The spokesman for the Congress of South African Trade Unions (COSATU) says his group will demand a bigger pay increase at a scheduled meeting with senior government officials Thursday.
Patrick Craven said there is a need for President Jacob Zuma’s government to improve upon its previous pay offer.
“The strike has been suspended while we wait to see what he [Minister Richard Baloyi] proposes at a meeting which is being held today, Thursday at 6pm, South African time. And, we obviously all hope that he will come up with some big improvements in the government offer, which can be recommended to the membership for acceptance,” he said.
COSATU reportedly suspended a nationwide strike after Richard Baloyi, the Public Service and Administration Minister, called for a meeting to negotiate with officials of the trade unions over their demands.
On Tuesday, an estimated one million public service workers went on a one-day strike to press home their demand for a pay increase.
The workers want an 8.6 percent pay raise, about a double the current inflation rate of 4.2 per cent, as well as a 1,000 rand ($137.22) monthly housing allowance.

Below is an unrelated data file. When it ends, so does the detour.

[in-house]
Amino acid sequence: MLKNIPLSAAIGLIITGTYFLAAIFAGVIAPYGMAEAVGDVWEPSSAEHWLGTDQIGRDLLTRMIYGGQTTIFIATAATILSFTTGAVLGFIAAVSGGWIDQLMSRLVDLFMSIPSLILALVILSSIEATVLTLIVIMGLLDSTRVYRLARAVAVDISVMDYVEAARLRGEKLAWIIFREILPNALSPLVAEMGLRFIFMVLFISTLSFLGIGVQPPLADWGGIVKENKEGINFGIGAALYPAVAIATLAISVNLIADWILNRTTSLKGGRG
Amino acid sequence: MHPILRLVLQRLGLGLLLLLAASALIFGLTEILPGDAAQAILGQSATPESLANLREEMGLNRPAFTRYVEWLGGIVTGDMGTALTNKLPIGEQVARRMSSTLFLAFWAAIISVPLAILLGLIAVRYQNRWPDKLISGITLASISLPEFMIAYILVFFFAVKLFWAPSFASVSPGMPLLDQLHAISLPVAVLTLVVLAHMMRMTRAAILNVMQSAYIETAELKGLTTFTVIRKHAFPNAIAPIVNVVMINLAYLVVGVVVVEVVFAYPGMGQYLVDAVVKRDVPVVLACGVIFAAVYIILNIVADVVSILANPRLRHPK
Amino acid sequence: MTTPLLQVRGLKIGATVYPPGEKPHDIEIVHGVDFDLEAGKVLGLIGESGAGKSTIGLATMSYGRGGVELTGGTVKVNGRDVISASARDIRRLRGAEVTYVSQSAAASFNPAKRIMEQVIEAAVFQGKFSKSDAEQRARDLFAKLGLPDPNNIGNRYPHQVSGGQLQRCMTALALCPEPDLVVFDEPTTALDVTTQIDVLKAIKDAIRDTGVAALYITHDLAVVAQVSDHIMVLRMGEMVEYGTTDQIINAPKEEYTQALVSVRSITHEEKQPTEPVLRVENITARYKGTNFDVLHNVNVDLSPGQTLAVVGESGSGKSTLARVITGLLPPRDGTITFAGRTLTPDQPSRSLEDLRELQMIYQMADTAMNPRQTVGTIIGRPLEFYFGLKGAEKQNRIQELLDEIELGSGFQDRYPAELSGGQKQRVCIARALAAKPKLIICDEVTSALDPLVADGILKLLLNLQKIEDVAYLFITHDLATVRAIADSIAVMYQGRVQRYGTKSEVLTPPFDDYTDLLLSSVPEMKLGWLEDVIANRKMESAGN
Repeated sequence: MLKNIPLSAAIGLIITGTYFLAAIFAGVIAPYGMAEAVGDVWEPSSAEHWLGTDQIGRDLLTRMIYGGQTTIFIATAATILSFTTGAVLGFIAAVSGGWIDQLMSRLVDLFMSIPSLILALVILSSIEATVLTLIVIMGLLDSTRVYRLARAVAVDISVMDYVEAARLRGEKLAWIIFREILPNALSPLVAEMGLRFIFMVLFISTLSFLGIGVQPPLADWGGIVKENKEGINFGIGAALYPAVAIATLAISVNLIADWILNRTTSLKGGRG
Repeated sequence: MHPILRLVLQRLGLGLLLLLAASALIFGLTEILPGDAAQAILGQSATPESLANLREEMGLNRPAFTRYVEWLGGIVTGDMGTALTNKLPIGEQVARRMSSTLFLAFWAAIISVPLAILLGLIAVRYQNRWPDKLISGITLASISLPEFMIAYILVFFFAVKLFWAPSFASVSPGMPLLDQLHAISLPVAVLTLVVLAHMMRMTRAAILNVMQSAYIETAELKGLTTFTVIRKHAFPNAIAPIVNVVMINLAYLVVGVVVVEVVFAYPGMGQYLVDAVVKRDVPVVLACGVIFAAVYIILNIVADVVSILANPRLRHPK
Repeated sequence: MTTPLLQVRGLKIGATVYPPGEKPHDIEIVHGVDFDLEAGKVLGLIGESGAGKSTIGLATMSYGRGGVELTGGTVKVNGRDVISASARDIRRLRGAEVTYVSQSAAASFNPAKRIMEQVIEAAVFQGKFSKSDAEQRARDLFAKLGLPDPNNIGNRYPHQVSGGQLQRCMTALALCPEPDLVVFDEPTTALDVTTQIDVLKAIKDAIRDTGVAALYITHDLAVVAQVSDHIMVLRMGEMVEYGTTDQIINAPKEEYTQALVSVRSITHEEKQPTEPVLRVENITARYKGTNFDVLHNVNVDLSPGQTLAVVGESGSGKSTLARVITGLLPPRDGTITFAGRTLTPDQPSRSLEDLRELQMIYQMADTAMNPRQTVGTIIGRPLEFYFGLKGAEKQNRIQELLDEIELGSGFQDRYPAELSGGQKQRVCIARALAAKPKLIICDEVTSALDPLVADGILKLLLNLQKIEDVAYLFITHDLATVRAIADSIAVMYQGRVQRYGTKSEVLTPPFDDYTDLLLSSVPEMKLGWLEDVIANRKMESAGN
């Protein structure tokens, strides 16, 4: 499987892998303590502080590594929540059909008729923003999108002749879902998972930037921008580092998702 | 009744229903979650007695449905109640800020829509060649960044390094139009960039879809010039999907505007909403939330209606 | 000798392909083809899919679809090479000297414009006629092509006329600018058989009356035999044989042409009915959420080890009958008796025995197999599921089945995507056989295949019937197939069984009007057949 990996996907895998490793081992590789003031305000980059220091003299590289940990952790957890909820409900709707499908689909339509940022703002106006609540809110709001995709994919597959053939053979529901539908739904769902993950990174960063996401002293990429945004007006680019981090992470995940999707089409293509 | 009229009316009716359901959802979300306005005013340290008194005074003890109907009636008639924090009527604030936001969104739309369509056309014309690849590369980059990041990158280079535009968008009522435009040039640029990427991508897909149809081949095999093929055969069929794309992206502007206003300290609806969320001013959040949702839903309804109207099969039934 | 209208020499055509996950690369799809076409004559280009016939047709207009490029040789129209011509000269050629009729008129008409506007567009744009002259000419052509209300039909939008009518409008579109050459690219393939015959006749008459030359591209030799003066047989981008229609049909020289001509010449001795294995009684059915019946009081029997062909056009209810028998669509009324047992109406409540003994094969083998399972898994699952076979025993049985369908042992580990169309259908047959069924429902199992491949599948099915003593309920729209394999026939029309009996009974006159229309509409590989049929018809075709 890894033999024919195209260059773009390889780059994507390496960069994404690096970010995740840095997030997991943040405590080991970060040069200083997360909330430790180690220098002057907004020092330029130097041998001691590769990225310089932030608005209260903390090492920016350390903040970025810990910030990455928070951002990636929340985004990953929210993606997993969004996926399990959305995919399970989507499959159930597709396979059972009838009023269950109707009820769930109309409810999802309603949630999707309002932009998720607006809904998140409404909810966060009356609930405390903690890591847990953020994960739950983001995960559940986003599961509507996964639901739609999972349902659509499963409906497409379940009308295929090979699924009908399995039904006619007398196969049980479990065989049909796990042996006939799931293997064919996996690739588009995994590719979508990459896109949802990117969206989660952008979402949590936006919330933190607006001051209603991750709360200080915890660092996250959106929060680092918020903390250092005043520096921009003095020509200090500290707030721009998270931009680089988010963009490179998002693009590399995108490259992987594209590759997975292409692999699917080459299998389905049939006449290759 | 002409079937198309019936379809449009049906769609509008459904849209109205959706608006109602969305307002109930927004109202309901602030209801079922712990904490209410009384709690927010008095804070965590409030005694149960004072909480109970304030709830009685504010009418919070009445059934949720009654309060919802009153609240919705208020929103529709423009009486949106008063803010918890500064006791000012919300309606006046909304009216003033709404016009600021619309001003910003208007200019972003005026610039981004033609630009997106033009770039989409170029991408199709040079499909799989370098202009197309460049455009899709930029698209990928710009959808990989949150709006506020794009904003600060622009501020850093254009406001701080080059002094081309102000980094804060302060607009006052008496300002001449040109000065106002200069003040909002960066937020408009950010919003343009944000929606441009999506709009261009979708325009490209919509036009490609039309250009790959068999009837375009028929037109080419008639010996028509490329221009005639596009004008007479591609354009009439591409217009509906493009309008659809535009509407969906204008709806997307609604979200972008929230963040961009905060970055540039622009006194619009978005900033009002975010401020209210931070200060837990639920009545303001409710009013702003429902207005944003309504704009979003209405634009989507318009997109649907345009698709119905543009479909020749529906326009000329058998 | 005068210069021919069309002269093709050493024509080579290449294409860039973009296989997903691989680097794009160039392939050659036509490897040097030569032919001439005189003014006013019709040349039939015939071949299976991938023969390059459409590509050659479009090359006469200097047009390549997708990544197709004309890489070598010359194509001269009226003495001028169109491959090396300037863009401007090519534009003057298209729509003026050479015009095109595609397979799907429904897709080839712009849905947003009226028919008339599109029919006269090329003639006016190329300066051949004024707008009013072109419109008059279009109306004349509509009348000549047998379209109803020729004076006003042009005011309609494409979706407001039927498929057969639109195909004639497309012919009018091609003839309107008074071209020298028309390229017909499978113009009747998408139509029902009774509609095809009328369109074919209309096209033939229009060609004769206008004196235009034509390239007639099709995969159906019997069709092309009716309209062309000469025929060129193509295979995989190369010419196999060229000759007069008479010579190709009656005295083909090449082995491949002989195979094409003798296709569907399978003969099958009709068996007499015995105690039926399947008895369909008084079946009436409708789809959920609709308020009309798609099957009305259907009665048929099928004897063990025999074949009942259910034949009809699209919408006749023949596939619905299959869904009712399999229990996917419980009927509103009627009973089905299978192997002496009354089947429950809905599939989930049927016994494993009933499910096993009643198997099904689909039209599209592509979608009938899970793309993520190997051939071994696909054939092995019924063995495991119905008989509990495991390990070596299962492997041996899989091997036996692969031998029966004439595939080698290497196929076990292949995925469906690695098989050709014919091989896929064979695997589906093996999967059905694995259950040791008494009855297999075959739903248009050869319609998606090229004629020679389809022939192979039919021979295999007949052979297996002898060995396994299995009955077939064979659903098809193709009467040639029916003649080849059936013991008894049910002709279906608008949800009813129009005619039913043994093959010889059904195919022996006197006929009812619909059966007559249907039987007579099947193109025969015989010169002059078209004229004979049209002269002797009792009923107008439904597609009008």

But, the South African government offered the workers a 7 percent increase and 630 rand ($86.44) monthly housing allowance.
Analysts say the government wants to avert a prolonged nation-wide strike that could potentially impede South Africa’s burgeoning economy.
Observers say the ruling African National Congress Party (ANC), which draws considerable support from COSATU, will want to resolve the stalemate ahead of the party’s policy-setting meeting which is scheduled for next month.
COSATU spokesman Craven said the group stands by its demands.
“The union has always pushed any employer as far as possible and the government is no exception. We have, from the outset, not accepted the argument that there is no money available. This is the government that has wasted millions of rands on World Cup tickets for its top officials and five-star hotel accommodations for the government ministers and senior civil servants,” Craven said.
He also said that the government has misplaced its priorities by spending lavishly on senior government officials rather than paying reasonable wages to hard-working public sector employees.